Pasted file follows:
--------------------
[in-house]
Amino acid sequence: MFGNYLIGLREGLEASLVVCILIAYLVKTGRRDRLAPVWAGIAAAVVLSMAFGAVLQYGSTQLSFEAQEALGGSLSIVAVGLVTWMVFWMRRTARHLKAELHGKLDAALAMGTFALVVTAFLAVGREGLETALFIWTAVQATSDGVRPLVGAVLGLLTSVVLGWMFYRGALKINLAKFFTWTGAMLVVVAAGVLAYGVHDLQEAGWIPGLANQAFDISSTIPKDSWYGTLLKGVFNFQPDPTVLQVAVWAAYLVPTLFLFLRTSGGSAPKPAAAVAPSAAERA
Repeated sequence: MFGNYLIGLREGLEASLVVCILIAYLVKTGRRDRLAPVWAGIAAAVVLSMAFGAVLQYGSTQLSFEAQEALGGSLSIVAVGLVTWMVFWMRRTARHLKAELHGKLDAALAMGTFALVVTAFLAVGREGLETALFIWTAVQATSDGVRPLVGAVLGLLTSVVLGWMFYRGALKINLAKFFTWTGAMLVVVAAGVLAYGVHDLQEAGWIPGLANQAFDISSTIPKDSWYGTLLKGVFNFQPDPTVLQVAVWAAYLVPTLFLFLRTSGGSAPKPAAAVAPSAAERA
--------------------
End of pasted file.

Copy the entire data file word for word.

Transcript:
[in-house]
Amino acid sequence: MFGNYLIGLREGLEASLVVCILIAYLVKTGRRDRLAPVWAGIAAAVVLSMAFGAVLQYGSTQLSFEAQEALGGSLSIVAVGLVTWMVFWMRRTARHLKAELHGKLDAALAMGTFALVVTAFLAVGREGLETALFIWTAVQATSDGVRPLVGAVLGLLTSVVLGWMFYRGALKINLAKFFTWTGAMLVVVAAGVLAYGVHDLQEAGWIPGLANQAFDISSTIPKDSWYGTLLKGVFNFQPDPTVLQVAVWAAYLVPTLFLFLRTSGGSAPKPAAAVAPSAAERA
Repeated sequence: MFGNYLIGLREGLEASLVVCILIAYLVKTGRRDRLAPVWAGIAAAVVLSMAFGAVLQYGSTQLSFEAQEALGGSLSIVAVGLVTWMVFWMRRTARHLKAELHGKLDAALAMGTFALVVTAFLAVGREGLETALFIWTAVQATSDGVRPLVGAVLGLLTSVVLGWMFYRGALKINLAKFFTWTGAMLVVVAAGVLAYGVHDLQEAGWIPGLANQAFDISSTIPKDSWYGTLLKGVFNFQPDPTVLQVAVWAAYLVPTLFLFLRTSGGSAPKPAAAVAPSAAERA